In the context of Mumbai, the term of matam simultaneously refers to a ritual practice and the space, generated through the ritual. In one hand matam refers to diverse form of flagellations. On the other hand, matam refers to the venue where flagellation is practised. Matam would be practised in particular religious places or through the procession. Therefore matam, as a space, would be manifested in a religious place like an Imambara, or in street while the flagellators are carrying the ritual through processions. No matter where matam is spatially manifested, it would be sacred and entering into it has its own custom. The ritual of matam within procession particularly illuminates ritual as spatial system, created without any physical/built implementation. Here, matam as a space and ritual not only linguistically, but also conceptually are intertwined, articulating the notion of ritual as a spatial system.

Sensory immersion and the creation of a critical space: maximizing dissemination for exhibition media

Author: Alessandra Mariani (Université du Québec à Montréal)  email
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Short Abstract

This paper aims to show which spatial, auditory, tactile, olfactory, visual and memory-based strategies can be used in a art/exhibition in order to engender a completely different and critical awareness and understanding of space.

Long Abstract

Experiments carried out by science museums over the last twenty years have made it possible to immerse visitors in specific environments with the aim of helping them better understand phenomena and scientific mechanisms and have thus paved the way to the development of "situation scenario" techniques. Installations of this kind, have accustomed the wider public to performance and to heightened interactivity. New strategies, informed by a growing theoretical framework, came forward. Immersion, however, complicates the work of exhibition designers as it does not in any way provide simple solutions to the dissemination of increasingly intangible content, as designing exhibits of this kind is very similar to designing art installations. Academics (Crary 2003, Fiers 2003, Oliveira, 2007) agree that the notion of sensory experience developed along parallel lines in both the worlds of science and of art - each world feeding the creativity of the other. Our hyper-objective world is also responsible: studies on polysensory experience (Synott 1993, Varela 1994, Fiers 2003, Howes 2006) have shown, the search for the multisemous and polysemous dimensions of our environment has only spurred that process. An excellent illustration of sensory mechanism was displayed in Diller Scofidio + Renfro's Blur Building. This paper aims to show which spatial, auditory, tactile, olfactory, visual and memory-based strategies were used in this art/exhibition production in order to engender a completely different and critical awareness and understanding of space and its challenges.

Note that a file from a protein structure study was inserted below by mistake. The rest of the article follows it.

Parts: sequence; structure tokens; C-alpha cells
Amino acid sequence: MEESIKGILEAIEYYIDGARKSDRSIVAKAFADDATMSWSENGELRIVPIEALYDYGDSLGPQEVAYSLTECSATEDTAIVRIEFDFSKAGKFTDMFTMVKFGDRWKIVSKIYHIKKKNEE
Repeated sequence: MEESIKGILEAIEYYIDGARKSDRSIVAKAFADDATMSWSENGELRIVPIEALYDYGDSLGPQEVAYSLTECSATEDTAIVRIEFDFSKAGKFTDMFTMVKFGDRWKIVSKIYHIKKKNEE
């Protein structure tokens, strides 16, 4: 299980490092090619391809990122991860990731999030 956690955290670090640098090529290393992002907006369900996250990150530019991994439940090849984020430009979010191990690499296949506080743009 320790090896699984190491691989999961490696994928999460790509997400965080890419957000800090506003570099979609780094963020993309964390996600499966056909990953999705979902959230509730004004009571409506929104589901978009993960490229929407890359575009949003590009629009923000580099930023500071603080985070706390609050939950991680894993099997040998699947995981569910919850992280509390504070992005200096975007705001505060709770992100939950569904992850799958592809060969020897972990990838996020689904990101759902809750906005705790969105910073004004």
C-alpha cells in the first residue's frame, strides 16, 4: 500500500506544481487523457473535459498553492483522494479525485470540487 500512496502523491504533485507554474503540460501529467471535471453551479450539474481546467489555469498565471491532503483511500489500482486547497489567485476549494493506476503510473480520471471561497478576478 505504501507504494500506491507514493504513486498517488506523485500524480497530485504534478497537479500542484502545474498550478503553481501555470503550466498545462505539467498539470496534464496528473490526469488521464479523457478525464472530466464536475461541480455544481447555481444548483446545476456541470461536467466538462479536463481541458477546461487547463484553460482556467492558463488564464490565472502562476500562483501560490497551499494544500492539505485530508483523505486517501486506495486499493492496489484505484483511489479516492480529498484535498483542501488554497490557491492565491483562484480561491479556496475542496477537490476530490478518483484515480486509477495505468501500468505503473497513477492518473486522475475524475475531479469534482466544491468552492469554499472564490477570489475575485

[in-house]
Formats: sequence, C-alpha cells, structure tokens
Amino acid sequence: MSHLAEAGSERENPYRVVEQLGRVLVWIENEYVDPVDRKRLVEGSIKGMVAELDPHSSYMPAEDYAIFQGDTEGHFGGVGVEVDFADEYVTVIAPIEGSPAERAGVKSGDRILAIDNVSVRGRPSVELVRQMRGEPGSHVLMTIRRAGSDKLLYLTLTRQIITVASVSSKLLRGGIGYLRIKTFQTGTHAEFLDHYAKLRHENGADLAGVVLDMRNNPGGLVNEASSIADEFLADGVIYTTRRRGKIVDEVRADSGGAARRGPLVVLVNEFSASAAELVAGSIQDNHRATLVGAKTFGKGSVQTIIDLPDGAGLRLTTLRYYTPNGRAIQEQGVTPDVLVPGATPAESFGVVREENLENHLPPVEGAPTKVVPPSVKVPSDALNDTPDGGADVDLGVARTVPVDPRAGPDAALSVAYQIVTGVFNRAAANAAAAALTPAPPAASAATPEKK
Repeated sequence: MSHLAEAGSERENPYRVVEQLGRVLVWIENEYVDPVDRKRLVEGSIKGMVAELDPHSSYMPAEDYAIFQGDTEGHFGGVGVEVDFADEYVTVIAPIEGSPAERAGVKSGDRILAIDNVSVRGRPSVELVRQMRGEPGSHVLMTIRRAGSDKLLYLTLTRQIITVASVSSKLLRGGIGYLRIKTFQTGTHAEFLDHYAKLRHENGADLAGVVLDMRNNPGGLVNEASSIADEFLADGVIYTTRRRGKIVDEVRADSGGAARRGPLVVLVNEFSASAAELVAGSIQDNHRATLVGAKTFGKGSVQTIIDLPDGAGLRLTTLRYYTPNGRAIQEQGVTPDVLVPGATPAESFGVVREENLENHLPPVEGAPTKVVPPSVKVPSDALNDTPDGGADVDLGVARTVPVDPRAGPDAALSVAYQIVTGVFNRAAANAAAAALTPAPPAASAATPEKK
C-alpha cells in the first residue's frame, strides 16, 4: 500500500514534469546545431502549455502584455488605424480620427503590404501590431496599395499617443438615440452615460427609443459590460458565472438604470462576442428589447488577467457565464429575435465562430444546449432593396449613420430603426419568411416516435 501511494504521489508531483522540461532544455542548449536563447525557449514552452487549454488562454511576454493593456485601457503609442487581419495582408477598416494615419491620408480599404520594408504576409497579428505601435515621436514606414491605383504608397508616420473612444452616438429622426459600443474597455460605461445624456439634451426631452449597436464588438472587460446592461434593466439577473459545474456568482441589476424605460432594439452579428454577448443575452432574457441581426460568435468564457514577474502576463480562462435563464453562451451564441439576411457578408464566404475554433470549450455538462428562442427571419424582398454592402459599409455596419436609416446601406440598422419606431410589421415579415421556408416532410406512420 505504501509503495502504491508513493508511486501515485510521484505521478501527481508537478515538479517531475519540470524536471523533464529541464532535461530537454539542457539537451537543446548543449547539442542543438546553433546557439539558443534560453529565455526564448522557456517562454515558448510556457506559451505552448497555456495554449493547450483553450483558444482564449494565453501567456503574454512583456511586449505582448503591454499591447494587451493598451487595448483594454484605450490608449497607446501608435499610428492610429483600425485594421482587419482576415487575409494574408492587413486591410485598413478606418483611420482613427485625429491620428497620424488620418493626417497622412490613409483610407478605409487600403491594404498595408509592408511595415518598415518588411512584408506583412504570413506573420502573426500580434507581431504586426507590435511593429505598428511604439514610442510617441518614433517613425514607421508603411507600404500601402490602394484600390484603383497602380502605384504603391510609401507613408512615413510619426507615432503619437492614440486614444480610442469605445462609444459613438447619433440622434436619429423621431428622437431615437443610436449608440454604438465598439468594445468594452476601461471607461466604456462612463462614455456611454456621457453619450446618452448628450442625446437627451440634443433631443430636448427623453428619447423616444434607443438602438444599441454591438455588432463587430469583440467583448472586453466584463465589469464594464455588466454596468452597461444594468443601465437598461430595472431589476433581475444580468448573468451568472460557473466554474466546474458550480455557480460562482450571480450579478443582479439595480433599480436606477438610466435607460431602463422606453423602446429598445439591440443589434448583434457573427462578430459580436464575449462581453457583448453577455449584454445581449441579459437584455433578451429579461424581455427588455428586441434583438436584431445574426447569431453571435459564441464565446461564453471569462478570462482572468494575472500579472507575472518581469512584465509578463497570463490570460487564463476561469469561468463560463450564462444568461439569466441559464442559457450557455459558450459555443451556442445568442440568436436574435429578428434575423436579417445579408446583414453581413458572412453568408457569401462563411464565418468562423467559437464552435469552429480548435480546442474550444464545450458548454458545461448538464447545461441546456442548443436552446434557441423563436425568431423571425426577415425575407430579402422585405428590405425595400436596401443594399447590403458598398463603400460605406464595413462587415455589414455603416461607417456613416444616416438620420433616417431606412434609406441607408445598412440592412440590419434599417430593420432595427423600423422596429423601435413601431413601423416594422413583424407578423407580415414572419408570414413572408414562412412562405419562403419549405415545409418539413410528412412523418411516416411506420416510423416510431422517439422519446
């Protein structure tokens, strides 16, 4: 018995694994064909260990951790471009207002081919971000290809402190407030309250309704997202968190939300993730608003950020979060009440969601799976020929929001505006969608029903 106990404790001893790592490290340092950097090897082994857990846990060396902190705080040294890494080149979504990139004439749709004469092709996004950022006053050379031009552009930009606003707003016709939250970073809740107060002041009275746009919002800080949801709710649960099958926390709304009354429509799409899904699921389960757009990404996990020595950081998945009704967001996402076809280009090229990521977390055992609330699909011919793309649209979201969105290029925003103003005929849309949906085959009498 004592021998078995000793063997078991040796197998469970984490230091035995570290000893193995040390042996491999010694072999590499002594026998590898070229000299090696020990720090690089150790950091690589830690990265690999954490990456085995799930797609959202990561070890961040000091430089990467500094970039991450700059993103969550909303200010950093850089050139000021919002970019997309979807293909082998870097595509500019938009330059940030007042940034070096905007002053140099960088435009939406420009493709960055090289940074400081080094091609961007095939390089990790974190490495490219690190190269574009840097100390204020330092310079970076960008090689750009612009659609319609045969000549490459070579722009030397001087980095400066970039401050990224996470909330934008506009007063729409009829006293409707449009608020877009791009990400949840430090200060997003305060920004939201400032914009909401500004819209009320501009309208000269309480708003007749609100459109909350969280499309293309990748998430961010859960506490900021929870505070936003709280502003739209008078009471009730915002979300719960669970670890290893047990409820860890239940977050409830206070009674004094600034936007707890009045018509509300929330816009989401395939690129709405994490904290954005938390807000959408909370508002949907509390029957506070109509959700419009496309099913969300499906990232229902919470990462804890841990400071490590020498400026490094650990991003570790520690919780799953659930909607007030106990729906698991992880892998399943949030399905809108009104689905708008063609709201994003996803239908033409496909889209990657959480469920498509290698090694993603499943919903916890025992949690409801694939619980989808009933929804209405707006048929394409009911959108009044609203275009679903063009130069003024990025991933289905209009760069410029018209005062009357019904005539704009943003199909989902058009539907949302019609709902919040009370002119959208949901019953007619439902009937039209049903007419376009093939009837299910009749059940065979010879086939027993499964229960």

Liverpool 08 and the performance of the city

Author: Louise Platt (Liverpool John Moores University)  email
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Short Abstract

An exploration into how events that were part of Liverpool European Capital of Culture 2008 engendered a performance of place. The participation of people, or the spect-actors, in these events create the city. The balance between playful expression and restrictions of the city space is interrogated.

Long Abstract

This paper will draw on research undertaken in 2008 in Liverpool as the city celebrated its year as European Capital of Culture. Using data gathered by participant observation at 'La Princesse' a spectacular street performance, 'Liverpool Cityscape' an exhibition of work by Ben Johnson, and aboard the Beatles themed 'The Magical Mystery Tour' the paper will be explore the performance of the city of Liverpool. Considering the participants as spect-actors (Boal, 2000), the paper looks at how interaction with the fabric of the city allows a re-imagining of the space. Large-scale and public creativity and more intimate personal reimagining will be explored. The paper considers the balance between playful interaction and the potential that this has on improvisation and experimentation with identity, and the constraints of the city, both perceived and real. The paper concludes that chaos and ludic excess whilst seeming exciting and appealing, make way for structure and certainty in the case of Liverpool during these events. The work comes from a PhD project which explored the performance and performativity of local identities in Liverpool as facilitated by the Capital of Culture award.